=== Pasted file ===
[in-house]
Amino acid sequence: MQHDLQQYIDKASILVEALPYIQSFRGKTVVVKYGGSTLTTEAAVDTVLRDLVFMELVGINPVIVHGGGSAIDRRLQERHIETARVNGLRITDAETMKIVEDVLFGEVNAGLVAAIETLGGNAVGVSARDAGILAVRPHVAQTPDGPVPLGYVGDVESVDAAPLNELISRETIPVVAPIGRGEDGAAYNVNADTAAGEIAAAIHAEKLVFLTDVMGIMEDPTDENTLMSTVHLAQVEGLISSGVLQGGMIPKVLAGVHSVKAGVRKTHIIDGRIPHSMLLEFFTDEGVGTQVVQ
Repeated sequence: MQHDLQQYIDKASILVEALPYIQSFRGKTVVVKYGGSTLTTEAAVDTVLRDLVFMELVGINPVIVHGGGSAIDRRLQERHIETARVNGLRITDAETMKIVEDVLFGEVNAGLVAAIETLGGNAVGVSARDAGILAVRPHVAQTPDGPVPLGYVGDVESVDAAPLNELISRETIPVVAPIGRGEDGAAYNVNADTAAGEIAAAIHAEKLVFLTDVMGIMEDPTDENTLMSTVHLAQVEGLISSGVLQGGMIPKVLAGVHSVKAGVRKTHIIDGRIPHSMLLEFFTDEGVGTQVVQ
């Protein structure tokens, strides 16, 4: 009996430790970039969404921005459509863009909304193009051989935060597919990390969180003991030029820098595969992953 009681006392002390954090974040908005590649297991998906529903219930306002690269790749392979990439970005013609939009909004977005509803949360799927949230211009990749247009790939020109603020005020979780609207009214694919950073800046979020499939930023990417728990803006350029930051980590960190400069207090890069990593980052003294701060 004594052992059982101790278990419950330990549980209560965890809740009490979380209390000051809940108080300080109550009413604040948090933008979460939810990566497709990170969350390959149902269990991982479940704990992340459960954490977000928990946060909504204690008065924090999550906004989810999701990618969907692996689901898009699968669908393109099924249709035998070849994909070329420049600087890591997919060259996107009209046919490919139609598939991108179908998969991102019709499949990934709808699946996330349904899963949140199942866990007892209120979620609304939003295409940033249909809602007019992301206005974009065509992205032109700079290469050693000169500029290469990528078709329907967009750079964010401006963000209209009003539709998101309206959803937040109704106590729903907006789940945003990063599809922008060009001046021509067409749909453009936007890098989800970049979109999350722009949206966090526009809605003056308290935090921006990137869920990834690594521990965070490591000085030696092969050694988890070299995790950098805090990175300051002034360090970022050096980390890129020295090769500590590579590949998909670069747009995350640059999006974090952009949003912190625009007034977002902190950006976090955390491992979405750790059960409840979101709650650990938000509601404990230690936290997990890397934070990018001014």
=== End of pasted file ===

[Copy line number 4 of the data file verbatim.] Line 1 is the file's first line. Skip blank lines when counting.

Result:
């Protein structure tokens, strides 16, 4: 009996430790970039969404921005459509863009909304193009051989935060597919990390969180003991030029820098595969992953 009681006392002390954090974040908005590649297991998906529903219930306002690269790749392979990439970005013609939009909004977005509803949360799927949230211009990749247009790939020109603020005020979780609207009214694919950073800046979020499939930023990417728990803006350029930051980590960190400069207090890069990593980052003294701060 004594052992059982101790278990419950330990549980209560965890809740009490979380209390000051809940108080300080109550009413604040948090933008979460939810990566497709990170969350390959149902269990991982479940704990992340459960954490977000928990946060909504204690008065924090999550906004989810999701990618969907692996689901898009699968669908393109099924249709035998070849994909070329420049600087890591997919060259996107009209046919490919139609598939991108179908998969991102019709499949990934709808699946996330349904899963949140199942866990007892209120979620609304939003295409940033249909809602007019992301206005974009065509992205032109700079290469050693000169500029290469990528078709329907967009750079964010401006963000209209009003539709998101309206959803937040109704106590729903907006789940945003990063599809922008060009001046021509067409749909453009936007890098989800970049979109999350722009949206966090526009809605003056308290935090921006990137869920990834690594521990965070490591000085030696092969050694988890070299995790950098805090990175300051002034360090970022050096980390890129020295090769500590590579590949998909670069747009995350640059999006974090952009949003912190625009007034977002902190950006976090955390491992979405750790059960409840979101709650650990938000509601404990230690936290997990890397934070990018001014």